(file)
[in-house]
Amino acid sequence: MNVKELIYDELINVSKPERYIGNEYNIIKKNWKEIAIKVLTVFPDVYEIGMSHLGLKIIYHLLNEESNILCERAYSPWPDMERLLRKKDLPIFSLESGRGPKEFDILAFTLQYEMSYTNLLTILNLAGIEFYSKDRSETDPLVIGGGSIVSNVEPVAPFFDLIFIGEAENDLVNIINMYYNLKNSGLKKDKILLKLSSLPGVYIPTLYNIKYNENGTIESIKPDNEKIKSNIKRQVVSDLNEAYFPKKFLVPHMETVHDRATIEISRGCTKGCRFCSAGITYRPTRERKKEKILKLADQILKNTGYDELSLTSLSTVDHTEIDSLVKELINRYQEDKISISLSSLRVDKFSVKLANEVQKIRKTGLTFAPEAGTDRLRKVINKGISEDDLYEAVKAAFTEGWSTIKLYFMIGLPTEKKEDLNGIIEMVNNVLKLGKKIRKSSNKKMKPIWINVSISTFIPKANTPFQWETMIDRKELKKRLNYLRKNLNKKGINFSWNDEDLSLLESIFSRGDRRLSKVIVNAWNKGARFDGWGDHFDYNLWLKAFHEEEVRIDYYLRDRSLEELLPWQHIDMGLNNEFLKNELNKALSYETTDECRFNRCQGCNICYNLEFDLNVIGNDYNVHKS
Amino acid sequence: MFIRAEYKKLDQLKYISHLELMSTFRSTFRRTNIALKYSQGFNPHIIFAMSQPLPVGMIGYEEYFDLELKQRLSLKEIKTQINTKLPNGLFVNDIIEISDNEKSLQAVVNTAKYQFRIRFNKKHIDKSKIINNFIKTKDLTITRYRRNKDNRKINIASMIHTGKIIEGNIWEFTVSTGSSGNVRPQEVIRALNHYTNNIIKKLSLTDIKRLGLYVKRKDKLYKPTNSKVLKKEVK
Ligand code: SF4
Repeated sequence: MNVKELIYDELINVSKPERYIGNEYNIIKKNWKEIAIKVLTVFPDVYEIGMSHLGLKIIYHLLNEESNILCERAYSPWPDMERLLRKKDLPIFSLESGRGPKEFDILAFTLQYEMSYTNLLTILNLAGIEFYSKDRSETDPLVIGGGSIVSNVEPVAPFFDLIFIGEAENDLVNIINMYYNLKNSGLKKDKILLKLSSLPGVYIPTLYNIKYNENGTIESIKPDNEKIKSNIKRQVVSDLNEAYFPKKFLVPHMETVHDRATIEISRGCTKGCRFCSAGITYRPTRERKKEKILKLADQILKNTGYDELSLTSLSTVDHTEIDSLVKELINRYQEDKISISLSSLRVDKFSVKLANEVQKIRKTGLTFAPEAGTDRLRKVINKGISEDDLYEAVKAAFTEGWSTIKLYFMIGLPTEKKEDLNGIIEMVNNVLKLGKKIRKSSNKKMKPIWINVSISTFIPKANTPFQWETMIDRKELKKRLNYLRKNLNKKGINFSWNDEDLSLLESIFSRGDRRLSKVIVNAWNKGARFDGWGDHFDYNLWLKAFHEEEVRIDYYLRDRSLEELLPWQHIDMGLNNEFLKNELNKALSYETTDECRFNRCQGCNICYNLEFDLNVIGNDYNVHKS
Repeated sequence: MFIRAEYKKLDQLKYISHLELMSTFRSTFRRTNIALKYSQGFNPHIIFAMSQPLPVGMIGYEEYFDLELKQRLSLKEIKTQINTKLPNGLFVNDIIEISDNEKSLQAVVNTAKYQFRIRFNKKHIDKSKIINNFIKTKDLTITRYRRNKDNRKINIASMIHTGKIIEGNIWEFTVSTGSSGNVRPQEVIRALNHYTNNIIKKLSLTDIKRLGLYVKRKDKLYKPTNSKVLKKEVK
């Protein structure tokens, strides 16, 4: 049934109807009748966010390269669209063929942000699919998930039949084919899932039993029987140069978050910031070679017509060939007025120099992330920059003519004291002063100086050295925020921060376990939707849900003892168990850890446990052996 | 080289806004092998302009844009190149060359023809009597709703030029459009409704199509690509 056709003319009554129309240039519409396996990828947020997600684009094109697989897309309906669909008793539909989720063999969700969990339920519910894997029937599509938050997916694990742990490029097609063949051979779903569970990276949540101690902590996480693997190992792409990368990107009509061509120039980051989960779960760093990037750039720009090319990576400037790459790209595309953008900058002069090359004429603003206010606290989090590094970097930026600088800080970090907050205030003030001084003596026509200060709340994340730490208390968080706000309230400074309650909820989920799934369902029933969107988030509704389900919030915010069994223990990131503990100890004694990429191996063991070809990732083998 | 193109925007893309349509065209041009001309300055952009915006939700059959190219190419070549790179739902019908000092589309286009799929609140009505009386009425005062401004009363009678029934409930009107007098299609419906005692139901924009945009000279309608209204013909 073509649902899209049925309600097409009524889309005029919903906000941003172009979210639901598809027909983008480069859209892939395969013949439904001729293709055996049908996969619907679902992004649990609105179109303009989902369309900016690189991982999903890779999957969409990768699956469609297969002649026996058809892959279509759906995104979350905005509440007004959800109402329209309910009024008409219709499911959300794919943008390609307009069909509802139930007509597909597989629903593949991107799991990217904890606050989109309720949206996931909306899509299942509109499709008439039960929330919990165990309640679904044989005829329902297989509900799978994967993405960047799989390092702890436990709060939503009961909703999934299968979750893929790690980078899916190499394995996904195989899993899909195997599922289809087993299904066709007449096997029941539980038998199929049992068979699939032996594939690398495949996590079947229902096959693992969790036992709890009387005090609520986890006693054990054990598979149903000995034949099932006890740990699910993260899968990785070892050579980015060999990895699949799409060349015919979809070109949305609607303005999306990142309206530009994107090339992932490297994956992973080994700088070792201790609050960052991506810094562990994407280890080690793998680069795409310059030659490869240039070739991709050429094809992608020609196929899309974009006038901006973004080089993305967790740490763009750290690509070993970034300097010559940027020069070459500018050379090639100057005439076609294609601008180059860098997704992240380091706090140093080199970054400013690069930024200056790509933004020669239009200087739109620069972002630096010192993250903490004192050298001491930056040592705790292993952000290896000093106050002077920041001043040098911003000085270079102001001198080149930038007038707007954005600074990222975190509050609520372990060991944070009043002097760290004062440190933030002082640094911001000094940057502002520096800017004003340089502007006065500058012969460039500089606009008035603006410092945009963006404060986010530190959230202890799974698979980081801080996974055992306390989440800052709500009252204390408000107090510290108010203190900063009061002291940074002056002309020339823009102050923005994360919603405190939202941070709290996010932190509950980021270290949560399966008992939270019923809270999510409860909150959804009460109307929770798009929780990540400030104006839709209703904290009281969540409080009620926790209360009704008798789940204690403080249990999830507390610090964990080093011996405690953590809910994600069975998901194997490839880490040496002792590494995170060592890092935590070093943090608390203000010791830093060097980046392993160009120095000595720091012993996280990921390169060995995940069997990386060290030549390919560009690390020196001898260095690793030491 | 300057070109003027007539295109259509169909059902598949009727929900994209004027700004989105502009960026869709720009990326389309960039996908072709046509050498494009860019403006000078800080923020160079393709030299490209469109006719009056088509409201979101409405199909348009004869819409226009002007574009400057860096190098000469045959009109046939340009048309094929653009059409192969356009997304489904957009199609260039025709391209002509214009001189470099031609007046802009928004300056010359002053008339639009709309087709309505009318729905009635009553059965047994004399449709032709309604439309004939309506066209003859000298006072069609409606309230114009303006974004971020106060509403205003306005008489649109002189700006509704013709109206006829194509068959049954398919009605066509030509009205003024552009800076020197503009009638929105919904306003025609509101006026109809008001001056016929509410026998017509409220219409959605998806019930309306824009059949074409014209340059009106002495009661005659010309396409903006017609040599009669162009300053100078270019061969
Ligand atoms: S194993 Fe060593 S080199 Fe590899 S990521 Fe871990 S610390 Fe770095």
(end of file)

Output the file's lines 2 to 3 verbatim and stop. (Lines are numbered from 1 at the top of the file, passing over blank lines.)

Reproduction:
Amino acid sequence: MNVKELIYDELINVSKPERYIGNEYNIIKKNWKEIAIKVLTVFPDVYEIGMSHLGLKIIYHLLNEESNILCERAYSPWPDMERLLRKKDLPIFSLESGRGPKEFDILAFTLQYEMSYTNLLTILNLAGIEFYSKDRSETDPLVIGGGSIVSNVEPVAPFFDLIFIGEAENDLVNIINMYYNLKNSGLKKDKILLKLSSLPGVYIPTLYNIKYNENGTIESIKPDNEKIKSNIKRQVVSDLNEAYFPKKFLVPHMETVHDRATIEISRGCTKGCRFCSAGITYRPTRERKKEKILKLADQILKNTGYDELSLTSLSTVDHTEIDSLVKELINRYQEDKISISLSSLRVDKFSVKLANEVQKIRKTGLTFAPEAGTDRLRKVINKGISEDDLYEAVKAAFTEGWSTIKLYFMIGLPTEKKEDLNGIIEMVNNVLKLGKKIRKSSNKKMKPIWINVSISTFIPKANTPFQWETMIDRKELKKRLNYLRKNLNKKGINFSWNDEDLSLLESIFSRGDRRLSKVIVNAWNKGARFDGWGDHFDYNLWLKAFHEEEVRIDYYLRDRSLEELLPWQHIDMGLNNEFLKNELNKALSYETTDECRFNRCQGCNICYNLEFDLNVIGNDYNVHKS
Amino acid sequence: MFIRAEYKKLDQLKYISHLELMSTFRSTFRRTNIALKYSQGFNPHIIFAMSQPLPVGMIGYEEYFDLELKQRLSLKEIKTQINTKLPNGLFVNDIIEISDNEKSLQAVVNTAKYQFRIRFNKKHIDKSKIINNFIKTKDLTITRYRRNKDNRKINIASMIHTGKIIEGNIWEFTVSTGSSGNVRPQEVIRALNHYTNNIIKKLSLTDIKRLGLYVKRKDKLYKPTNSKVLKKEVK